Tata Hexa – Hit, super hit or dead on arrival?

Weeks ago, live images of the Hexa, Tata Motors’ soon-to-be-flagship vehicle, arrived onto to the interweb. The luxury crossover came across as one of the best designs from Tata Motors Limited (TML). And almost everyone who checked out the new crossover agreed that the Hexa could be a winner from TML. Though still based on the Aria, Pratap Bose and team at Tata Motors seem to have gotten the styling right, and the Hexa could potentially undo all the damage that the Aria did to the Tata brand. The key here is “could”. So, will the Hexa be a hit, or a super hit or dead on arrival? While we’ll get to that in just a bit, here’s what you need to know about the incoming Hexa.

Tata Hexa Render 1

The Hexa, based on the Aria, wears a new skin, and the design changes are extensive to say the least. And from certain angles, there are Range Rover influences.

 

The spacious interiors have received a major makeover too. The seating is plush, while the fittings sit flush. There’s a new Harman infotainment unit custom built for this crossover.

Tata Hexa Render 2

Under the hood, the 2.2 liter Varicor turbo diesel motor is at its most powerful, with 154 Bhp-400 Nm. 6 speed manual and automatic transmissions are expected. The party trick? A Land Roveresque terrain response function for the all wheel drive system.

Tata Hexa Render 3

[Wondering about who came up with these realistic renders? Theophilus Chin is the name]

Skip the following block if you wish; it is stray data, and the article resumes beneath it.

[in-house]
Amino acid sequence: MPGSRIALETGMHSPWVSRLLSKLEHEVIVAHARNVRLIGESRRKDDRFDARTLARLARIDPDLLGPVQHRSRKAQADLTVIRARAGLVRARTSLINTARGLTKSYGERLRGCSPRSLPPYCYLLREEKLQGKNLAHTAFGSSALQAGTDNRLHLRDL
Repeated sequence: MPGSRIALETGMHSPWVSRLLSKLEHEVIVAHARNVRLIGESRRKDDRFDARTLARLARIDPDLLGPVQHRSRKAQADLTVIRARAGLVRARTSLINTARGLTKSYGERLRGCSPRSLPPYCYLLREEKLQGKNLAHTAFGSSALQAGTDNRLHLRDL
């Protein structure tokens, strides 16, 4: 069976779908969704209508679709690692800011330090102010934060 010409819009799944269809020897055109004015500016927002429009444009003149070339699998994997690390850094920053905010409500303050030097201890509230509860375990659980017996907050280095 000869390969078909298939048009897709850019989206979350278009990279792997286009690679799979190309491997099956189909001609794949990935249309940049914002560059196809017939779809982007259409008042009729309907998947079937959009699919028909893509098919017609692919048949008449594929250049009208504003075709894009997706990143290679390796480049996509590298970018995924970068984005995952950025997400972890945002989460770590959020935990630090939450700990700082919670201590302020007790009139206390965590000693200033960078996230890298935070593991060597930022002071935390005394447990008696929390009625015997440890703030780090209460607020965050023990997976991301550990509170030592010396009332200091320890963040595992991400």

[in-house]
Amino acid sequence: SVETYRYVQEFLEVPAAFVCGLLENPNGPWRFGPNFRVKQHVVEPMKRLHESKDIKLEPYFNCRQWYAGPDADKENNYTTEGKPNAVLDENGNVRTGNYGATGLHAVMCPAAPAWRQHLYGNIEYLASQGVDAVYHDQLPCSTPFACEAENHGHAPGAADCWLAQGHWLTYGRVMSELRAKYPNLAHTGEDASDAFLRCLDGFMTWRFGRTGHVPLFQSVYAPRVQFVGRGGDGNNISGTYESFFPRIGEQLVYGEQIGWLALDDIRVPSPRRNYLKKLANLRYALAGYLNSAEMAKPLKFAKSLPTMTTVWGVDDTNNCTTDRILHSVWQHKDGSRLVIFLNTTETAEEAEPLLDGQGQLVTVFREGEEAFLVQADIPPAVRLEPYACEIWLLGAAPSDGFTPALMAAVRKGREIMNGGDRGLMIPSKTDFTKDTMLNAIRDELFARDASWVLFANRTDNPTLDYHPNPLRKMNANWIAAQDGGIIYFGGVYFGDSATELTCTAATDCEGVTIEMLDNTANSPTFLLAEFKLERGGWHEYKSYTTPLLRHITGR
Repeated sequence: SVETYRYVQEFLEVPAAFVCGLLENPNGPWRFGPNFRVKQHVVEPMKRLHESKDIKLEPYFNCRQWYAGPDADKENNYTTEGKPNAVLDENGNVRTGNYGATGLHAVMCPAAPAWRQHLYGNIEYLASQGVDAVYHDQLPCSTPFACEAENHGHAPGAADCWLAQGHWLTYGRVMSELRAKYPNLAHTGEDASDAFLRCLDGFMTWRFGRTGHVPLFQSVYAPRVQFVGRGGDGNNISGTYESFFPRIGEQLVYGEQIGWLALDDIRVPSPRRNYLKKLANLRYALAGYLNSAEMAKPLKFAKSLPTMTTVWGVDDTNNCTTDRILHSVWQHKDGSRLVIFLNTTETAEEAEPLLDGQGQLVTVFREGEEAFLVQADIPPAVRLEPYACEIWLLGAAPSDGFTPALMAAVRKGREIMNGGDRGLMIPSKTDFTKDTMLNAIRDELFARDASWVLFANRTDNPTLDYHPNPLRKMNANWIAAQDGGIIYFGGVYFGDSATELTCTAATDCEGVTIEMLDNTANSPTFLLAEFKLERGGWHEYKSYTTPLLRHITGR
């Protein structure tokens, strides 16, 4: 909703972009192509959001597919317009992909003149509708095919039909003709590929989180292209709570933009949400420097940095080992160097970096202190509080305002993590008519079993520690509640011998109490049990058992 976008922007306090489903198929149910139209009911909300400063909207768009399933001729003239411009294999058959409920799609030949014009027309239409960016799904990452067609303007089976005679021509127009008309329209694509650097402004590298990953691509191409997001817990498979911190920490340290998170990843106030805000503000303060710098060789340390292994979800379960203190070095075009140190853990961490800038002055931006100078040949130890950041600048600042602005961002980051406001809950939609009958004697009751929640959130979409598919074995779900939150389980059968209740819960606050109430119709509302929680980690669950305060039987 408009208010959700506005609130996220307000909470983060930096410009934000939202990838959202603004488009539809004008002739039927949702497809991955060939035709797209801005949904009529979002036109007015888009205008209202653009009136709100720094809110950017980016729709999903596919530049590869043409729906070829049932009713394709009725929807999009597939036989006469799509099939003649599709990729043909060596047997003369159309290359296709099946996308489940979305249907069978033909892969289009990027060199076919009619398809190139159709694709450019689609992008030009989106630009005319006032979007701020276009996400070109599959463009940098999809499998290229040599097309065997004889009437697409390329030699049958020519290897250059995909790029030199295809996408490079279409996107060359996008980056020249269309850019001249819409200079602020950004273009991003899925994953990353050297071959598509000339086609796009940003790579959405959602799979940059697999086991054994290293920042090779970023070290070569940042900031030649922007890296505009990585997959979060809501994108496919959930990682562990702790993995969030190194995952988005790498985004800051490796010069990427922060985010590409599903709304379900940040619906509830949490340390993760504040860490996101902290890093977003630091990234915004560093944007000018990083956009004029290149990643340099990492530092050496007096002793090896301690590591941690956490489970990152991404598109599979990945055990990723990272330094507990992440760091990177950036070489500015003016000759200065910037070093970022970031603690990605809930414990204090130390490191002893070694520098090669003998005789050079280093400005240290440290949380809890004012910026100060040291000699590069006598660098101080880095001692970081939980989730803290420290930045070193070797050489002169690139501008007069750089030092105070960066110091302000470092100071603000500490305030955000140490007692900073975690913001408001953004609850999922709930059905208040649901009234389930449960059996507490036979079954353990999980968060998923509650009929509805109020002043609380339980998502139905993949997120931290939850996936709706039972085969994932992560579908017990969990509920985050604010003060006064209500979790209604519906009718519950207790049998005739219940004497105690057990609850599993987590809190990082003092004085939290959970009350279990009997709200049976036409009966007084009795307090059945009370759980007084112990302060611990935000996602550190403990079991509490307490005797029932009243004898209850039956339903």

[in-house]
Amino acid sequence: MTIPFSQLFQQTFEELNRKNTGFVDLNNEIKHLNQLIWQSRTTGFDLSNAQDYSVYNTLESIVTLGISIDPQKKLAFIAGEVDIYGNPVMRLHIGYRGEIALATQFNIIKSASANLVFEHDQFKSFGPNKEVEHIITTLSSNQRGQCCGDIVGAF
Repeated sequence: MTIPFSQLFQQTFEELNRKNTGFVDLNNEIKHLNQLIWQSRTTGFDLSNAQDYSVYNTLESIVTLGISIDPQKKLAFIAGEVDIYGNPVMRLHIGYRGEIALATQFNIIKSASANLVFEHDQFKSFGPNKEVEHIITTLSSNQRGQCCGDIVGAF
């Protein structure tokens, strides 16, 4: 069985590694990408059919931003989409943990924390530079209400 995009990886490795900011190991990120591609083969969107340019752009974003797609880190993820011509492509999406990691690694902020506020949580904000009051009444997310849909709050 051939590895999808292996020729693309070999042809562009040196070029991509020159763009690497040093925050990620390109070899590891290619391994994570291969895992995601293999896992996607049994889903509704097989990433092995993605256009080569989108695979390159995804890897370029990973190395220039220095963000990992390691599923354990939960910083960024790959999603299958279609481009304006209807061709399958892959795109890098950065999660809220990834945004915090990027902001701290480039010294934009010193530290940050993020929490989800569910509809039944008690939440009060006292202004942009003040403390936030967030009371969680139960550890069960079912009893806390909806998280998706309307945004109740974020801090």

History holds lessons. The Aria bombed because the Tata Motors brand simply didn’t, and still doesn’t, have enough strength to sell a large MPV-like crossover for 20 lakh rupees. Has that changed? Well, not really.

As sales plummeted, TML got back to the drawing board. 1. It began tweaking designs. The Tata smiley face, which buyers were bored with, was replaced by aggressive lines. 2. Pricing, Tata’s traditional strengths, got more competitive than ever before. 3. “Touch-and-feel” quality levels were improved in a big way.

Here are some examples.

Zest – Killer pricing right from word go, and the car did well initially.

2014-Tata-Zest-Front view

Bolt – Half hearted design effort. The pricing was off, and the car suffered right away. Why, there were discounts right from the second month of launch.

Tata Bolt Hatchback Front

Nano GenX – Design was loved universally, and so was the idea of India’s most affordable automatic. The pricing was nothing short of sensational. The Nano’s now a steady seller.

GenX Nano Celebration Edition

Hexa = Hit

Tata Hexa 3

The Hexa is huge. The crossover is larger than the Safari Storme, and the Mahindra XUV500. From the looks of it, it’ll be feature loaded too. While this calls for premium pricing, that’s not how a former flop makes a big comeback. Tata Motors needs to do a Zest, with the Hexa. This means, very, very sharp pricing. The Hexa will have to be priced at par with the Mahindra XUV500 to convince buyers to even consider the new vehicle.

Hexa = Super Hit

Tata Hexa 1

Think about this. Here’s a 7 seat crossover that’s much more spacious than the Mahindra XUV500. It has a much more powerful engine, and top quality interiors. It looks good, has HUGE street presence and a price tag that’s actually lower than that of the XUV. Now, why wouldn’t the value-for-money seeking buyer opt the Hexa instead of the XUV? Price it under the XUV, and there’s a super hit in the making.

Hexa = Dead-on-Arrival

Tata Hexa 2

Scoring a DoA is easy. The Indian car market is unforgiving, and very rarely gives flops a second chance. While the Zest was a clean sheet design, the Hexa can still be identified with the Aria is you look closely enough. Combine this with a price tag that’s premium rather than value, and you have a DoA. Well, that’s exactly what happened with the Bolt, and even a 1 lakh rupee discount isn’t doing much to push the hatchback out of Tata showrooms. Don’t let this repeat with the Hexa, TML.

Tata Hexa 4